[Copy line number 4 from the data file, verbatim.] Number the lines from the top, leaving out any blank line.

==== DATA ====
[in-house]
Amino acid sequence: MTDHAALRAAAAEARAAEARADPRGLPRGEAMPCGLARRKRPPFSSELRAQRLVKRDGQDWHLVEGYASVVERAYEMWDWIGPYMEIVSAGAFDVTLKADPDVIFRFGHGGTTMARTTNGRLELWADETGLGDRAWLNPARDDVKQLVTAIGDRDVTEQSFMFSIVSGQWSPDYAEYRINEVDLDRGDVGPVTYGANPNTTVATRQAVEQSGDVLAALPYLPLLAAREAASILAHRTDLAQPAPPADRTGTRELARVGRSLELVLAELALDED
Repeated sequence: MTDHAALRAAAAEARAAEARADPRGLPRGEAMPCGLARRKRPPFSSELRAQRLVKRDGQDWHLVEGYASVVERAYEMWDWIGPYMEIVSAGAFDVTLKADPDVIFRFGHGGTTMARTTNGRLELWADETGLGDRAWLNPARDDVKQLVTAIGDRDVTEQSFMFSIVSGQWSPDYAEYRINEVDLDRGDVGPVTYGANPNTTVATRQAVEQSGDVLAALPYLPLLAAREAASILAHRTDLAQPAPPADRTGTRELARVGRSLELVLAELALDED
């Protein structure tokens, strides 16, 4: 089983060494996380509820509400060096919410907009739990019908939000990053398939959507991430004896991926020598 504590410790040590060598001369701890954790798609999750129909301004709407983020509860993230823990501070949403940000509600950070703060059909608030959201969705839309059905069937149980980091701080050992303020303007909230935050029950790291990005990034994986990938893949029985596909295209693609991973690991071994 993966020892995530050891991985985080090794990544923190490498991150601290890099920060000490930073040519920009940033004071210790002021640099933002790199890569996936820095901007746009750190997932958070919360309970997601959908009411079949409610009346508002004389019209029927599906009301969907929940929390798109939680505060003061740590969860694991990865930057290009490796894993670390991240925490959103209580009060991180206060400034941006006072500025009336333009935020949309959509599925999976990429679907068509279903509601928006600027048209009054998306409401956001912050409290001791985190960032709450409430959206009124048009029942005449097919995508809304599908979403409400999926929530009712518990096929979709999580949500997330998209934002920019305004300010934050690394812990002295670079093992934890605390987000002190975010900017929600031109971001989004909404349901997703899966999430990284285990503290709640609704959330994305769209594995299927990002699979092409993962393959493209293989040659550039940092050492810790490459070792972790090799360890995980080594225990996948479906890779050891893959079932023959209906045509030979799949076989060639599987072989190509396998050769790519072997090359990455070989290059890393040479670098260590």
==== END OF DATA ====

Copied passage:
């Protein structure tokens, strides 16, 4: 089983060494996380509820509400060096919410907009739990019908939000990053398939959507991430004896991926020598 504590410790040590060598001369701890954790798609999750129909301004709407983020509860993230823990501070949403940000509600950070703060059909608030959201969705839309059905069937149980980091701080050992303020303007909230935050029950790291990005990034994986990938893949029985596909295209693609991973690991071994 993966020892995530050891991985985080090794990544923190490498991150601290890099920060000490930073040519920009940033004071210790002021640099933002790199890569996936820095901007746009750190997932958070919360309970997601959908009411079949409610009346508002004389019209029927599906009301969907929940929390798109939680505060003061740590969860694991990865930057290009490796894993670390991240925490959103209580009060991180206060400034941006006072500025009336333009935020949309959509599925999976990429679907068509279903509601928006600027048209009054998306409401956001912050409290001791985190960032709450409430959206009124048009029942005449097919995508809304599908979403409400999926929530009712518990096929979709999580949500997330998209934002920019305004300010934050690394812990002295670079093992934890605390987000002190975010900017929600031109971001989004909404349901997703899966999430990284285990503290709640609704959330994305769209594995299927990002699979092409993962393959493209293989040659550039940092050492810790490459070792972790090799360890995980080594225990996948479906890779050891893959079932023959209906045509030979799949076989060639599987072989190509396998050769790519072997090359990455070989290059890393040479670098260590």